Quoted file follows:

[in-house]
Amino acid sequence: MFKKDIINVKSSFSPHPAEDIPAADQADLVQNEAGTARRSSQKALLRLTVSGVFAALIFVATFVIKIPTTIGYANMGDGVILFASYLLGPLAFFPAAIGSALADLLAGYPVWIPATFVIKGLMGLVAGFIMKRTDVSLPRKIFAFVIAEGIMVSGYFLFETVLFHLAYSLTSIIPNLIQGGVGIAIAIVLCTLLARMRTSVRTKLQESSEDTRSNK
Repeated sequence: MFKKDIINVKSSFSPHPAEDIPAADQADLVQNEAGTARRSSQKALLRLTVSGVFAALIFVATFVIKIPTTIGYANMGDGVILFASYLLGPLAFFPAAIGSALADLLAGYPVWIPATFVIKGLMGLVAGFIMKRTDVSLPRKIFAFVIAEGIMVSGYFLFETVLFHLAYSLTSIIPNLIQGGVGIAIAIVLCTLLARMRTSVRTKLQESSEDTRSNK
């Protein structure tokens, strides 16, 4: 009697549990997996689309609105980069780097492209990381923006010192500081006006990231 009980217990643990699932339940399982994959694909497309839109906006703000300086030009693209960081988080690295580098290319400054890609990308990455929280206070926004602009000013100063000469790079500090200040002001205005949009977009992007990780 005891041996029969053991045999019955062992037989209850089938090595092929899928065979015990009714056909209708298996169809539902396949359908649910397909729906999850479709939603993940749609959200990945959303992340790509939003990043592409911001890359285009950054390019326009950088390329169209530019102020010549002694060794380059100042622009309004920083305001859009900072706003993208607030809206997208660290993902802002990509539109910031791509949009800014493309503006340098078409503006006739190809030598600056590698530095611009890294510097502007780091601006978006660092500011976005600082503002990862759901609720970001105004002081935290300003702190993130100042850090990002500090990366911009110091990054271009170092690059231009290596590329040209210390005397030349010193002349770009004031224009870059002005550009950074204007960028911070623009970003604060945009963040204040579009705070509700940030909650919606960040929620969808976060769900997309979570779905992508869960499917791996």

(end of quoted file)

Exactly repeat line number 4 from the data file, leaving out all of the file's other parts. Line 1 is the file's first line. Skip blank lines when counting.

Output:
């Protein structure tokens, strides 16, 4: 009697549990997996689309609105980069780097492209990381923006010192500081006006990231 009980217990643990699932339940399982994959694909497309839109906006703000300086030009693209960081988080690295580098290319400054890609990308990455929280206070926004602009000013100063000469790079500090200040002001205005949009977009992007990780 005891041996029969053991045999019955062992037989209850089938090595092929899928065979015990009714056909209708298996169809539902396949359908649910397909729906999850479709939603993940749609959200990945959303992340790509939003990043592409911001890359285009950054390019326009950088390329169209530019102020010549002694060794380059100042622009309004920083305001859009900072706003993208607030809206997208660290993902802002990509539109910031791509949009800014493309503006340098078409503006006739190809030598600056590698530095611009890294510097502007780091601006978006660092500011976005600082503002990862759901609720970001105004002081935290300003702190993130100042850090990002500090990366911009110091990054271009170092690059231009290596590329040209210390005397030349010193002349770009004031224009870059002005550009950074204007960028911070623009970003604060945009963040204040579009705070509700940030909650919606960040929620969808976060769900997309979570779905992508869960499917791996």